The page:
Invasion of Dominica (1761)
|Invasion of Dominica|
|Part of the Seven Years' War|
A view of the British attack on Roseau, 6 June 1761.
|Commanders and leaders|
Sir James Douglas
|Louis Robert de la Touche de Longpré (POW)|
4 ships of the line|
|Casualties and losses|
|8 killed or wounded||unknown|
By the end of 1760, the conquest of Canada was completed and a great number of British troops were left idle in North America.
As early as January 1761, William Pitt had informed Amherst that some of his troops would be required in the autumn for the conquest of Dominica, Saint Lucia and Martinique. Amherst had to immediately send 2,000 men to Guadeloupe, which was already in British hands since the British expedition against Guadeloupe in 1759, where he would concert with the governor of the island the means of taking Dominica and Saint Lucia. Furthermore, Amherst had to despatch another 6,000 men later in the year for the capture of Martinique.
thumb|left|Location of Dominica In the first days of June 1761, transports from America began to drop singly into Guadeloupe, the fleet having been dispersed by a storm. By June 3, four ships had arrived, together with Lord Rollo, who had been appointed by Amherst to take the command.
On June 4, the whole of these British ships, together with one ship more from Guadeloupe itself, made sail under escort of the squadron of Sir James Douglas, the admiral on the Leeward Islands station, to beat back against the trade wind to Dominica. The force consisted of:
- a detachment from the garrison of Guadeloupe (300 men)
- Highlanders (400 men)
- 22nd Regiment of Foot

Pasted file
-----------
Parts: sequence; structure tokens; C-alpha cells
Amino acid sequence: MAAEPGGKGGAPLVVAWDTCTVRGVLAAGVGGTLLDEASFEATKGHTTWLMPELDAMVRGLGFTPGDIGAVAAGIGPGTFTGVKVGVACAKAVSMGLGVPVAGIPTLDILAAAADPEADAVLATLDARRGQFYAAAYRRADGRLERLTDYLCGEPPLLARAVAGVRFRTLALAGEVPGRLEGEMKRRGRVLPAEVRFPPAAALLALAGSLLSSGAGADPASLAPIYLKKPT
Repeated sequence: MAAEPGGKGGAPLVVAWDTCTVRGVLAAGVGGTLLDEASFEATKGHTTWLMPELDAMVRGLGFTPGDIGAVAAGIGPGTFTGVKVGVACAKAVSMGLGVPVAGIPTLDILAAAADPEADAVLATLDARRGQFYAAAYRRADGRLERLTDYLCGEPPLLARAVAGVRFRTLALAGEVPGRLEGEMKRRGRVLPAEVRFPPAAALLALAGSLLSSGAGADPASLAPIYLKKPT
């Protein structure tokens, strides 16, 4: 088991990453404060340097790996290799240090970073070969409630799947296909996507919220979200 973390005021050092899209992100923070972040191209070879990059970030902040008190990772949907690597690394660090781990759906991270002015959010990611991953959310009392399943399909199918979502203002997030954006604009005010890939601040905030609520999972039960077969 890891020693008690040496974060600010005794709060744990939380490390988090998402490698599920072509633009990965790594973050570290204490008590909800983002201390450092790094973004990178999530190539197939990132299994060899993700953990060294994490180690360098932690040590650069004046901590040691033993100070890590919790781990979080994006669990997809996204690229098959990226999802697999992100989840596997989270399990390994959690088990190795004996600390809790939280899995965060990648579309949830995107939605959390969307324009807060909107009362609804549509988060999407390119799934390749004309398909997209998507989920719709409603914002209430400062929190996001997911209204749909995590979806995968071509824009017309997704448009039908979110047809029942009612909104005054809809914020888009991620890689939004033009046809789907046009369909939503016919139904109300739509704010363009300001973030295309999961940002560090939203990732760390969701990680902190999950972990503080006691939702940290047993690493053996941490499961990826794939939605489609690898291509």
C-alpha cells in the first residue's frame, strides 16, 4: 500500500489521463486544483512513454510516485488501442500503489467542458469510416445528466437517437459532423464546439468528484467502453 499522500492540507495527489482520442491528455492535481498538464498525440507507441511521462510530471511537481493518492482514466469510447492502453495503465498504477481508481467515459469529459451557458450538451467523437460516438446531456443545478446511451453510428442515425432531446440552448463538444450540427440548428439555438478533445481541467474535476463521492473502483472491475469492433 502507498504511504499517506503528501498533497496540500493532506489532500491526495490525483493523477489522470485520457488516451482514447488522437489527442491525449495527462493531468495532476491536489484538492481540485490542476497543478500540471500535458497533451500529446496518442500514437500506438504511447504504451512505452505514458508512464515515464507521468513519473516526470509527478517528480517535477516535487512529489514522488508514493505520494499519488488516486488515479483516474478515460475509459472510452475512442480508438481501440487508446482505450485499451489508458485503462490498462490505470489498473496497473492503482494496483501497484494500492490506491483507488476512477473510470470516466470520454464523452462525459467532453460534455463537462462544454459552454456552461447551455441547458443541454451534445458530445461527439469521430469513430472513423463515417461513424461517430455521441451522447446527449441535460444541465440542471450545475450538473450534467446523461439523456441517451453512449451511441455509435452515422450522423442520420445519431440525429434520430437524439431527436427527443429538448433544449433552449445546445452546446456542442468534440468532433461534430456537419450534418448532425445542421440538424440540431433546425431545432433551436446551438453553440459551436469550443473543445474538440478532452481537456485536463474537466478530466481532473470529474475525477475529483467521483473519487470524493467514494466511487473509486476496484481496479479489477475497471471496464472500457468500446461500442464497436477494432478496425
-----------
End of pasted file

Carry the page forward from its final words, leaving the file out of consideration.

- 94th Vaughan's Regiment of Foot
On June 6 by noon, the British force had arrived before Roseau, where the inhabitants were summoned to surrender. The French replied by manning their batteries and other defences, which included four separate lines of entrenchments, ranged one above another. Rollo landed his men and entered the town. Fearing that the French might be reinforced in the night, he resolved, though it was already late, to storm the entrenchments immediately. He attacked and drove out the French in confusion with trifling loss to himself. The French commander and his second were both taken prisoners. After this engagement, resistance ceased.
On June 7, Dominica swore allegiance to King George.
Unlike Guadeloupe and Martinique, the island was not given back to France after the 1763 Treaty of Paris. The island was captured and held by France during the American War of Independence between 1778 and 1783, after which it was returned to British control. It remained in British hands until its independence in 1978.
- Marley, p. 288
- Fortescue, J. W.; A History of the British Army Vol. II, MacMillan, London, 1899, pp. 537–538.
- British expedition against Dominica
- Wars of the Americas: A Chronology, David Marley
- This article was originally based on material from , which is licensed under the GFDL.